A journey of a thousand miles begins with one step. (That’s not original; I plagarized it from Joe Biden.) Likewise, the most compulsive gardener started out with one plant. Many never get much beyond that. Oh, we may get more plants, lots more, but we still think of them one plant at a time.
A plateau is reached when we first think of one plant in relation to another. And eventually the mature gardener, those precious few who reach that point, come to think of vistas, with each plant existing as part of the whole.
I hope to get there some day. I spent decades thinking one plant at a time. Then I started to think of two together, considering the combination as a unit. I guess it’s sort of a gardening adolescence. Some of the combinations were lucky accidents — OK, most were — but a few were planned.
Houttuynia cordata provided my first insight decades ago. It’s a spreading ground cover with leaves mottled green, cream, and red. The more honest catalogs may tell you that it is “aggressive.” In fact, this is a plant that wants to take over.
Well, it was new then; I had to have it. In the manner of haphazard gardeners, I planted it where I wanted it rather than where it wanted to be. The site was too shady, it grew scraggly, and I had to move it to a sunnier spot. Where it had been, I planted a hosta, one of the H. sieboldiana hybrids with the huge, bluish leaves. But I had left a hint of the Houtuynnia behind — you always do with this fiend — and that hint grew up through the hosta, not the dense growth it has in its new location, but sprig-like, sort of punctuating the hosta. It was beautiful. I’ve told everyone it was just what I’d intended.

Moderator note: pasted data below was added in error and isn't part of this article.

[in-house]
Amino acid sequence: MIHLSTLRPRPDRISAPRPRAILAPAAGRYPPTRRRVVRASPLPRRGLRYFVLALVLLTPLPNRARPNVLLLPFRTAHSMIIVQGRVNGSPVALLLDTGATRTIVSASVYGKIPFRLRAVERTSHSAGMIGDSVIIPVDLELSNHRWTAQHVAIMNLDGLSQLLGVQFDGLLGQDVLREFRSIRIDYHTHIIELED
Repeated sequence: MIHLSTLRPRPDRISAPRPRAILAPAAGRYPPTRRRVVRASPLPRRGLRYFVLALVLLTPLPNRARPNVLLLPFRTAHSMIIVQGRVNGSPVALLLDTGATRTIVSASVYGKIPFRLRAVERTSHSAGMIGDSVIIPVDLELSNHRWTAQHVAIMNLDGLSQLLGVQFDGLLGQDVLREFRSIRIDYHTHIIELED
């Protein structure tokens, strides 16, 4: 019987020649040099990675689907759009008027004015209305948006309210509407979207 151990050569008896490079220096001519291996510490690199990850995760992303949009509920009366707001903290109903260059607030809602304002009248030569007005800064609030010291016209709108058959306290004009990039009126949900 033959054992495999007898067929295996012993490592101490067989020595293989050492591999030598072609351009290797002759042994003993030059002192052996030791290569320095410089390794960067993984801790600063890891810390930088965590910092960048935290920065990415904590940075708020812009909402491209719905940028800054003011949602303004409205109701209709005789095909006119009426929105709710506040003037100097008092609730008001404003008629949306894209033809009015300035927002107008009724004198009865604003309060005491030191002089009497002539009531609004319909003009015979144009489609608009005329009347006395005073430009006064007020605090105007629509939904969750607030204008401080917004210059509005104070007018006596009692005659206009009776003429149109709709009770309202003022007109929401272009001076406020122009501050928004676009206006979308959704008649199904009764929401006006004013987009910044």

Nearby is a shrub rose — ‘Ferdy,’ one of those elegant names that just sings. The first year I planted it, it grew several canes straight up, leaving the ground around its base bare. A bare spot of ground is anathema to any gardener, so I poked in some pineapple mint, a variegated green and white plant, lovely to view, touch, or smell. It was intended to form a base for the seemingly upright shrub.
In the second season the rose canes began to arch, forming a six-foot mound, and the bare soil at its base vanished. But not the pineapple mint. That mint, deprived of light, has grown up through the rose and mingled. And a good thing, too. ‘Ferdy,’ though spectacular in flower, flowers only once in early June, so the mint provides summer interest.
Lamium ‘White Nancy’ is a ground cover. Catalog photos commonly show it trailing a few inches over a small rock. In fact, that one sprig of pale green and silver leaves, given rich soil and half sun, can spread over a square yard in one season. And that’s what it did that summer, overrunning a piece of ground in which a colchicum slept.
Colchicum is a lumpy little bulb sold in the fall. Planted in the garden now, it will bloom with a pale violet, crocus-like blossom within a month. But don’t plant it in the garden. Not yet. Just set the bulb on your coffee table and it will still bloom. No soil, no water, nothing. After it blooms in the living room, then plant it outside.
Next spring it will send up some nondescript leaves which quickly die back, allowing you to forget where it was planted. Next fall it will push its flowers up through whatever you planted on top of it. If you’re lucky, it will be ‘White Nancy’ or something else that looks as good.
This is just a list of my earliest successes. There have been others more recently. I think I can dredge up a couple more combinations. Maybe enough to reprise this theme next spring.